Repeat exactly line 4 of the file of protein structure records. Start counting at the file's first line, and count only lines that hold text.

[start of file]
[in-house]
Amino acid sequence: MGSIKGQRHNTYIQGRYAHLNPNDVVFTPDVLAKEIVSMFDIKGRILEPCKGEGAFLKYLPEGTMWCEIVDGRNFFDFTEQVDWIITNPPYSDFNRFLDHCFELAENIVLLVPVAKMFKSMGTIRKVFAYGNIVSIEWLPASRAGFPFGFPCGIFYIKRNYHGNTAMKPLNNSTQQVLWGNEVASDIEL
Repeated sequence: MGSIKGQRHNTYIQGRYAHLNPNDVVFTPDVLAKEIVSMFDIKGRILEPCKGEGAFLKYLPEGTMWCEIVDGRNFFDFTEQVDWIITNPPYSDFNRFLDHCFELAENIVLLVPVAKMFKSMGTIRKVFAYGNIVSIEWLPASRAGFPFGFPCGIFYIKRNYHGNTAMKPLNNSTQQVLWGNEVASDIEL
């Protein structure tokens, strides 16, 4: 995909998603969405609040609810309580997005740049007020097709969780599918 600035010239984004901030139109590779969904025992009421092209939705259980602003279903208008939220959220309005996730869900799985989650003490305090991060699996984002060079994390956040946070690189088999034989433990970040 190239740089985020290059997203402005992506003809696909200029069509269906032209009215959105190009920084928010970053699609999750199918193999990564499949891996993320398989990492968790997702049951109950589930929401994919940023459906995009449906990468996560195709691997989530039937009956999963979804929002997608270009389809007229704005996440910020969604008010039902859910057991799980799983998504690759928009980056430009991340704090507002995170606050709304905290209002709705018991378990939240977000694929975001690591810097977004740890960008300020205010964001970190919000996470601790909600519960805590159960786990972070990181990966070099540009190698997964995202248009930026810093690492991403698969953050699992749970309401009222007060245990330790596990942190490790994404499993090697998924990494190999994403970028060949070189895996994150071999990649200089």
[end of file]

């Protein structure tokens, strides 16, 4: 995909998603969405609040609810309580997005740049007020097709969780599918 600035010239984004901030139109590779969904025992009421092209939705259980602003279903208008939220959220309005996730869900799985989650003490305090991060699996984002060079994390956040946070690189088999034989433990970040 190239740089985020290059997203402005992506003809696909200029069509269906032209009215959105190009920084928010970053699609999750199918193999990564499949891996993320398989990492968790997702049951109950589930929401994919940023459906995009449906990468996560195709691997989530039937009956999963979804929002997608270009389809007229704005996440910020969604008010039902859910057991799980799983998504690759928009980056430009991340704090507002995170606050709304905290209002709705018991378990939240977000694929975001690591810097977004740890960008300020205010964001970190919000996470601790909600519960805590159960786990972070990181990966070099540009190698997964995202248009930026810093690492991403698969953050699992749970309401009222007060245990330790596990942190490790994404499993090697998924990494190999994403970028060949070189895996994150071999990649200089």